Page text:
This is something that has been on my mind for a long time. So many growers ask me what is the best combination of crops to grow to get maximum income. It is impossible for me to answer that and I don’t think any economist can do so either. Unless you spend a lot of money on a business analysis, you will get an answer, but over a couple of years that answer will change too. So how can you know that you are doing things right.
I will cut to the chase right from the start. I think one can reach close to optimum production by looking closely at your market potential and growing for that demand according to the Golden Rule of Fibonacci curves or rectangles (See the featured image) 1)https://commons.wikimedia.org/wiki/File:Golden_Ratio.png. Sound very mathematical but it is not.
What is Fibonacci Golden Rules?
First, there is nothing mystical or golden about these rules. It’s just fancy names, but it is all about a ratio that is found throughout nature. If you take a rectangle with the length of the long side divided by the length of the short side and you get 1.618033988 …, you have a golden rectangle. This specific number has a name called phi and has its own little symbol φ.
So, in the diagram below: a ÷ a1 = 1.618, or a1 ÷ c = 1.618 or a2 ÷ c2=1.618.
If you look carefully, you will see 5 golden rectangles in the diagram below. Each fit perfectly into the other with the same ratio’s. I am not going to discuss all the applications of this mathematical formula but a very good site to learn more can be found at Sciteneg.
So, what has Fibonacci and rectangles to do with farming?
Well it’s got to do with the ratios of each block in this golden rectangle. And remember, for it to be a golden rectangle the length of the long side divide by the length of the small side must be 1.618 …
Now don’t get confused as I am about to confuse you 🙂 Read carefully.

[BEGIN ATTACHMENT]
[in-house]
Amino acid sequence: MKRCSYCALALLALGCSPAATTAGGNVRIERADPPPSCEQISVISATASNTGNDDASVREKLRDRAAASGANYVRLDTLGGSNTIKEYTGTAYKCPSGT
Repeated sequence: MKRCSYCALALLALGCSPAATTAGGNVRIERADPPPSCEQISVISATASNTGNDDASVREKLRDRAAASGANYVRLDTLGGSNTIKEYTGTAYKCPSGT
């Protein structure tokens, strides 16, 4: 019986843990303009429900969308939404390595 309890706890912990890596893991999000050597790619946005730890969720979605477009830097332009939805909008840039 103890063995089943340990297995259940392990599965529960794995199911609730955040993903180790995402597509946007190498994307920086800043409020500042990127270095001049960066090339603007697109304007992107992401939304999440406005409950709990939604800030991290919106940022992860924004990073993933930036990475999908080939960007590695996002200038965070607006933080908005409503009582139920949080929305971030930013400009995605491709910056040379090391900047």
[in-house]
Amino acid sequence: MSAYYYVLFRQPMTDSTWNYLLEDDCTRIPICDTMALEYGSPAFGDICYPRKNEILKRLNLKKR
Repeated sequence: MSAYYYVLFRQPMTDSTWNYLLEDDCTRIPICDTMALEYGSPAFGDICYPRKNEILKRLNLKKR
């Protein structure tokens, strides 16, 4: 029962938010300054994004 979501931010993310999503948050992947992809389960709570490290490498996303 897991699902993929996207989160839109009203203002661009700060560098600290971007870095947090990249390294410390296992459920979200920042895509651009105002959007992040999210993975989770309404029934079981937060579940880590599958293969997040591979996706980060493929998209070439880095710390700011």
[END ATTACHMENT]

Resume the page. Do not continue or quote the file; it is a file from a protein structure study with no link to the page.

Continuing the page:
If you have the golden rectangle. Not just any rectangle, it must be the golden rectangle, something ‘magical’ happens! The ratio between the sizes of the areas of each block or rectangle will follow a set of Fibonacci numbers. These are 1, 1, 2, 3, 5, 8, 13, 21, … and so on. It is basically the last two numbers added together making a sequence. Look at the diagram below. So the ratio of the surface area of the rectangles or squares of the diagram below are: 1:1:2:3:5:8:13:21. If you want to you can take the large block out and you end up with 1:1:2:3:5:8:13. Or only work with the smallest block 1:1:2:3:5. Even 2:1:1 will also work. The larger the number of blocks the more accurate the system.
Applying the golden rule to economic optimisation
Most farms have a basket of products. If you only have one or two, the theory will not work as the ideal number of different products is 8. Note that long life tomatoes and truss tomatoes are two different products as their marketing strategy, consumer segment and price differ. Just like the demand for green peppers and coloured peppers differ.
To optimize your farm for maximum income, look at the area allocated to each product. Do not include surplus production, just look at how much you can produce per product starting at the smallest highest margin crops.
Let’s build a hypothetical farm with the following selection of potential crops:
- Spring onions
- Baby spinach
- Green peppers
- Red peppers
Everyone knows that the market demand for tomatoes vs spring onions are not the same. A much larger surface area is allocated to growing tomatoes than spring onions. The same goes for tomatoes vs cucumbers and tomatoes vs green peppers.
Assuming we have 1 ha under hydroponics irrespective of hydroponic system, each block will have the following area:
1: 1 ÷ 54 × 10,000 = 185.19 m² (remember there are two of them)
2: 2 ÷ 54 × 10,000 = 370.37 m²
3: 3 ÷ 54 × 10,000 = 555.56 m²
5: 5 ÷ 54 × 10,000 = 925.93 m²
8: 8 ÷ 54 × 10,000 = 1,481.48m²
13: 13 ÷ 54 × 10,000 = 2,407.41 m²
21: 21 ÷ 54 × 10,000 = 3,888.89 m²
So where does the value 54 come from. Well since we use the Fibonacci sequence from 1-21, the sum of these values is: 1+1+2+3+5+8+13+21=54.
So, the smallest area will be allocated to the most profitable crops but with very little market demand or volume. I would assume it would be spring onions and baby spinach. So, spring onions will have a production area of ± 190 m², and baby spinach too. It might be 180 or 200. The point is it will most likely be close to 185. I have found that parsley is one of the most profitable crops, but try and sell 10 ha of parsley ?.